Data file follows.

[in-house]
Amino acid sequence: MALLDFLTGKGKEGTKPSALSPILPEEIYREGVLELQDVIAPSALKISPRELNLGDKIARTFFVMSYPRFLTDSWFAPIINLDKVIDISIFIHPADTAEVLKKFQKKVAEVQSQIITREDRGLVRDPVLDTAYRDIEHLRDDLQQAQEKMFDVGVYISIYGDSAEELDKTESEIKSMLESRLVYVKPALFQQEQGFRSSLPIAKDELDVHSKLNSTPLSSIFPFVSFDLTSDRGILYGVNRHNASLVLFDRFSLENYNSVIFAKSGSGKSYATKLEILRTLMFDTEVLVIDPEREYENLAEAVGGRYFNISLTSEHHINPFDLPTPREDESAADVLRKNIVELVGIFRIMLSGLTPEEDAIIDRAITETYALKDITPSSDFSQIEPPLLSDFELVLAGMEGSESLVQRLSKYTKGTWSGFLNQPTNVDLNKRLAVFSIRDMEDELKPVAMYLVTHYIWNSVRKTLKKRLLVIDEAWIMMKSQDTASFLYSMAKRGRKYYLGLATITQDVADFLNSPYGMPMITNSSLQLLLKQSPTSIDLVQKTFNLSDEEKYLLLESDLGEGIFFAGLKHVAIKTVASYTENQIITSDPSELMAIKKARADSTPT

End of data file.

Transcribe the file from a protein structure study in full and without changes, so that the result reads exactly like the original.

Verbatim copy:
[in-house]
Amino acid sequence: MALLDFLTGKGKEGTKPSALSPILPEEIYREGVLELQDVIAPSALKISPRELNLGDKIARTFFVMSYPRFLTDSWFAPIINLDKVIDISIFIHPADTAEVLKKFQKKVAEVQSQIITREDRGLVRDPVLDTAYRDIEHLRDDLQQAQEKMFDVGVYISIYGDSAEELDKTESEIKSMLESRLVYVKPALFQQEQGFRSSLPIAKDELDVHSKLNSTPLSSIFPFVSFDLTSDRGILYGVNRHNASLVLFDRFSLENYNSVIFAKSGSGKSYATKLEILRTLMFDTEVLVIDPEREYENLAEAVGGRYFNISLTSEHHINPFDLPTPREDESAADVLRKNIVELVGIFRIMLSGLTPEEDAIIDRAITETYALKDITPSSDFSQIEPPLLSDFELVLAGMEGSESLVQRLSKYTKGTWSGFLNQPTNVDLNKRLAVFSIRDMEDELKPVAMYLVTHYIWNSVRKTLKKRLLVIDEAWIMMKSQDTASFLYSMAKRGRKYYLGLATITQDVADFLNSPYGMPMITNSSLQLLLKQSPTSIDLVQKTFNLSDEEKYLLLESDLGEGIFFAGLKHVAIKTVASYTENQIITSDPSELMAIKKARADSTPT